How would you like to be involved in creating the next exhibition in this space? And encouraged participants to consider the work they are making over the next few months and how it could enter into the BX Exchange gallery space and how BX together with participants could encourage families and members of the public to come and see.

Jim Weir. Inclusion and Diversity Unit, made a few introductory remarks about recent engagement with Roma youth. He spoke about language challenges and how sport and p’graphy projects can overcome those barriers. He applauded the  efforts of the young people and thanked Mervyn Smyth for his helpfulness in supporting the Roma community in South Belfast.

Pauline explained the purpose of the organisational review in regard to what it does, what it delivers and how it delivers through consultation with communities; explaining the intention of BX to develop new projects for piloting between Jan and July next year. Pauline outlined that a series of pilot project would be resourced, evaluated and post evaluation embedded into the programming going forward.

Key areas being explored include:

– the way we engage communities

–  who those communities are

To assist the review 6 questions have ben formulated which they wish to consider (5 mins per question)

Q1. Why is your community interested invoking Belfast Exposed?

  • Because it is skills photography. Trying to get young people to engage is difficult but using the medium of photography you can get young people to concentrate. It is also a way to explore issues.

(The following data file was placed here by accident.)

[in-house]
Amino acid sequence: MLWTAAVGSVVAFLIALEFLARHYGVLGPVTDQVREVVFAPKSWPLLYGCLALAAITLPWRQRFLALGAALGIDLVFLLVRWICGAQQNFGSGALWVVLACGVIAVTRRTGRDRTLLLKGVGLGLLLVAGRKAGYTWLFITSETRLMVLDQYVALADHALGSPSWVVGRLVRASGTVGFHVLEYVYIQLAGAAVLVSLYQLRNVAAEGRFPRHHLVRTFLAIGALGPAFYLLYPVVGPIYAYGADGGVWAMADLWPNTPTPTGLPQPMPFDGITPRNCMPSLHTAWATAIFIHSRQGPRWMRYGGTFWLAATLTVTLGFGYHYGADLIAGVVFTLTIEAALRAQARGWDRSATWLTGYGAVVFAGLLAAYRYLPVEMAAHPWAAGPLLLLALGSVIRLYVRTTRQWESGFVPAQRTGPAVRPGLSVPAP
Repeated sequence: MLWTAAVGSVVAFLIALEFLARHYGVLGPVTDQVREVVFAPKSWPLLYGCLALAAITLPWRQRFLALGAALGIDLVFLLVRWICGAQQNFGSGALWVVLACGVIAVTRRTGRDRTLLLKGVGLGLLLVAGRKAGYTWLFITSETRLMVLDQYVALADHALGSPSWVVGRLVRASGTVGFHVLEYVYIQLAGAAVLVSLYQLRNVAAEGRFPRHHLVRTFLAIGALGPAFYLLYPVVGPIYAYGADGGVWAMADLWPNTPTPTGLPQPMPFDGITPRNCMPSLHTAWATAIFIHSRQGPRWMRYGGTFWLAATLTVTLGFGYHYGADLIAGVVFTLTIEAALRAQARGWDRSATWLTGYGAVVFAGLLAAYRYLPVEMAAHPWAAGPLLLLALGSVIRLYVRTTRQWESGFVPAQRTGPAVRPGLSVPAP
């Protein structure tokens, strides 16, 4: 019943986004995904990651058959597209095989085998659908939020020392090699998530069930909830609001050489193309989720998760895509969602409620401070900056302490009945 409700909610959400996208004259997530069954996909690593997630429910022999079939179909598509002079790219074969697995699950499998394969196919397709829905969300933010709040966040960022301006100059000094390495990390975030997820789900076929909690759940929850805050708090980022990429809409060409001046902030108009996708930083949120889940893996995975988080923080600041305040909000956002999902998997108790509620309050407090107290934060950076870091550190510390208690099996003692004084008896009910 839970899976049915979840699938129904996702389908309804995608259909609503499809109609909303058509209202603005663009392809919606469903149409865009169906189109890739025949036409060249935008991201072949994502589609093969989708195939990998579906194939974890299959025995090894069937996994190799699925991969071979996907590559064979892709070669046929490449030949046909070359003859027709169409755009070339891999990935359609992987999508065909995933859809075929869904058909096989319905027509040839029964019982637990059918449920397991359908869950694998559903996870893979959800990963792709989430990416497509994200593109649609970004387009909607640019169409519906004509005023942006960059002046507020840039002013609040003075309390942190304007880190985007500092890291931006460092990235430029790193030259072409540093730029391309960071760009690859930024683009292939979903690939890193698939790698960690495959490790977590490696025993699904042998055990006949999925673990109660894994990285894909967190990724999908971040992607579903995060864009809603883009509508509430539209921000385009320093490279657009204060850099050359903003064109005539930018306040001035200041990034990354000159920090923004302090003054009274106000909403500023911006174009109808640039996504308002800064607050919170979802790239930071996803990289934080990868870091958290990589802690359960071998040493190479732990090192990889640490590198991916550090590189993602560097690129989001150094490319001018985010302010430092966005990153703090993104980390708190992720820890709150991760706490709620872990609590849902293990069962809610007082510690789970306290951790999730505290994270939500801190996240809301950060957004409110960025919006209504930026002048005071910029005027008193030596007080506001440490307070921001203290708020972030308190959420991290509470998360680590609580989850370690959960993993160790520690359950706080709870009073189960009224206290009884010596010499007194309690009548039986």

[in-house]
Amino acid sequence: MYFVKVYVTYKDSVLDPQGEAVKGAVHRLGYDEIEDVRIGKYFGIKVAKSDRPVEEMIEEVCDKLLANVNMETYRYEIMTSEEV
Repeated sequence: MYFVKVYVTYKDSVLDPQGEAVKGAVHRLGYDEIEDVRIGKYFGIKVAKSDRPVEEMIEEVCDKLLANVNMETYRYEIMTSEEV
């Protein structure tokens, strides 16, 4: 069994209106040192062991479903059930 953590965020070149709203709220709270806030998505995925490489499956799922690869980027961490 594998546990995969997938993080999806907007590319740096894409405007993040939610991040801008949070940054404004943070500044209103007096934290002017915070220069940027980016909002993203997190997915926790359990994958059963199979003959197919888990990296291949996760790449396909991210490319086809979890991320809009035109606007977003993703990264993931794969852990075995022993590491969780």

• We feel it works for us. And young people who like working with cameras and so we want to build on that. Keep going and build on the skills level.
  • They are learning know about the cameras functions now. Moving beyond auto settings.
  • Amazing to see what young people are seeing.
  • We are working with ethnic minority groups and working through visual images can help break down the barriers.
  • Photography is a young people’s language. Most young people have cameras so its a medium they are used to.
  • Photography can be a great medium when working across abilities e.g. where young person has learning difficulties. Programmes delivered well create a sense of social inclusion across  different capacities
  • It can be difficult when working with young people to find ways to address hard issues e.g. hate crime.  But coming at these issues through photography can help
  • It also seems to develop a respect between young people i.e. a respect of each others way of seeing.

Q2: how much to you feel you own the project, design planning and delivery?

  •  Feel that we did have an input and Mervyn did consider all that is needed by the group.
  •  Tensions did arise as sometimes funders were pulling one way and the participants were pulling another way.